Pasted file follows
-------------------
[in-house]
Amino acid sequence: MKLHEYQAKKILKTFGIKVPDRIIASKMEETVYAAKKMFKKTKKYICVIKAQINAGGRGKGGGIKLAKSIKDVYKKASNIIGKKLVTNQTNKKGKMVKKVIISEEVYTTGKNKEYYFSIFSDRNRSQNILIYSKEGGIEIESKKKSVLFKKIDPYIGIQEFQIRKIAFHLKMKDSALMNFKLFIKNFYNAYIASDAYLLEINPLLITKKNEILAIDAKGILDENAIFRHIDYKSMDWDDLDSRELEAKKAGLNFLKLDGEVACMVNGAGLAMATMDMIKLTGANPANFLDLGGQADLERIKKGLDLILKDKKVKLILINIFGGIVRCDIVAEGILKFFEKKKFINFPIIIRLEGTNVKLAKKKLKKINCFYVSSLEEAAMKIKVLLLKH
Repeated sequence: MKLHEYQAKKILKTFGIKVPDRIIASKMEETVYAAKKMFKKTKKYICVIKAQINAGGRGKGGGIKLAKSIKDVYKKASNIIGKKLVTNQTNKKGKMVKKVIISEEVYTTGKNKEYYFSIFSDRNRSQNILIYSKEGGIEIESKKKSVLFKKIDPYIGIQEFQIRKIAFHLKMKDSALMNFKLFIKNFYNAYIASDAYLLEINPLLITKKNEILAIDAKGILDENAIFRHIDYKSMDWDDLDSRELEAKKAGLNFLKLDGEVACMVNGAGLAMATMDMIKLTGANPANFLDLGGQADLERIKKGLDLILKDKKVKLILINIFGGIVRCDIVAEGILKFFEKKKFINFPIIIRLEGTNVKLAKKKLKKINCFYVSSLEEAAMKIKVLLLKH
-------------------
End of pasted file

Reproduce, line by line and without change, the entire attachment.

[in-house]
Amino acid sequence: MKLHEYQAKKILKTFGIKVPDRIIASKMEETVYAAKKMFKKTKKYICVIKAQINAGGRGKGGGIKLAKSIKDVYKKASNIIGKKLVTNQTNKKGKMVKKVIISEEVYTTGKNKEYYFSIFSDRNRSQNILIYSKEGGIEIESKKKSVLFKKIDPYIGIQEFQIRKIAFHLKMKDSALMNFKLFIKNFYNAYIASDAYLLEINPLLITKKNEILAIDAKGILDENAIFRHIDYKSMDWDDLDSRELEAKKAGLNFLKLDGEVACMVNGAGLAMATMDMIKLTGANPANFLDLGGQADLERIKKGLDLILKDKKVKLILINIFGGIVRCDIVAEGILKFFEKKKFINFPIIIRLEGTNVKLAKKKLKKINCFYVSSLEEAAMKIKVLLLKH
Repeated sequence: MKLHEYQAKKILKTFGIKVPDRIIASKMEETVYAAKKMFKKTKKYICVIKAQINAGGRGKGGGIKLAKSIKDVYKKASNIIGKKLVTNQTNKKGKMVKKVIISEEVYTTGKNKEYYFSIFSDRNRSQNILIYSKEGGIEIESKKKSVLFKKIDPYIGIQEFQIRKIAFHLKMKDSALMNFKLFIKNFYNAYIASDAYLLEINPLLITKKNEILAIDAKGILDENAIFRHIDYKSMDWDDLDSRELEAKKAGLNFLKLDGEVACMVNGAGLAMATMDMIKLTGANPANFLDLGGQADLERIKKGLDLILKDKKVKLILINIFGGIVRCDIVAEGILKFFEKKKFINFPIIIRLEGTNVKLAKKKLKKINCFYVSSLEEAAMKIKVLLLKH